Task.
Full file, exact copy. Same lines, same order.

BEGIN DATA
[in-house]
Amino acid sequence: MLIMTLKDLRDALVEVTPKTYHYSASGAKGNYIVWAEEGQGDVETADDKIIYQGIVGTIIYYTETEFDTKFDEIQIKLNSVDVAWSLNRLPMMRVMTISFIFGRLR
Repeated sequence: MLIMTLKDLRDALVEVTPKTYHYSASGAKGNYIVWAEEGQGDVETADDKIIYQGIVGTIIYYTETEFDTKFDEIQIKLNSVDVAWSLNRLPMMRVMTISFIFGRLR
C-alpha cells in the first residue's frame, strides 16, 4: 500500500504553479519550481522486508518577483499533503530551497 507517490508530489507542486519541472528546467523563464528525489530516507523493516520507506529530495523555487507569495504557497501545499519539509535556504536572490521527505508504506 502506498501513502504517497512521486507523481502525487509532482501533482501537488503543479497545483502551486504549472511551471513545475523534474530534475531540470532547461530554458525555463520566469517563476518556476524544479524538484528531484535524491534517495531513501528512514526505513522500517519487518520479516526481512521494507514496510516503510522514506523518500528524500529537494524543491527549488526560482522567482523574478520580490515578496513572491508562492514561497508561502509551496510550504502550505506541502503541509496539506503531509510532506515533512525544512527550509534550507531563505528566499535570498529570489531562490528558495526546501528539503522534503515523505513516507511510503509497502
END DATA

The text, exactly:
[in-house]
Amino acid sequence: MLIMTLKDLRDALVEVTPKTYHYSASGAKGNYIVWAEEGQGDVETADDKIIYQGIVGTIIYYTETEFDTKFDEIQIKLNSVDVAWSLNRLPMMRVMTISFIFGRLR
Repeated sequence: MLIMTLKDLRDALVEVTPKTYHYSASGAKGNYIVWAEEGQGDVETADDKIIYQGIVGTIIYYTETEFDTKFDEIQIKLNSVDVAWSLNRLPMMRVMTISFIFGRLR
C-alpha cells in the first residue's frame, strides 16, 4: 500500500504553479519550481522486508518577483499533503530551497 507517490508530489507542486519541472528546467523563464528525489530516507523493516520507506529530495523555487507569495504557497501545499519539509535556504536572490521527505508504506 502506498501513502504517497512521486507523481502525487509532482501533482501537488503543479497545483502551486504549472511551471513545475523534474530534475531540470532547461530554458525555463520566469517563476518556476524544479524538484528531484535524491534517495531513501528512514526505513522500517519487518520479516526481512521494507514496510516503510522514506523518500528524500529537494524543491527549488526560482522567482523574478520580490515578496513572491508562492514561497508561502509551496510550504502550505506541502503541509496539506503531509510532506515533512525544512527550509534550507531563505528566499535570498529570489531562490528558495526546501528539503522534503515523505513516507511510503509497502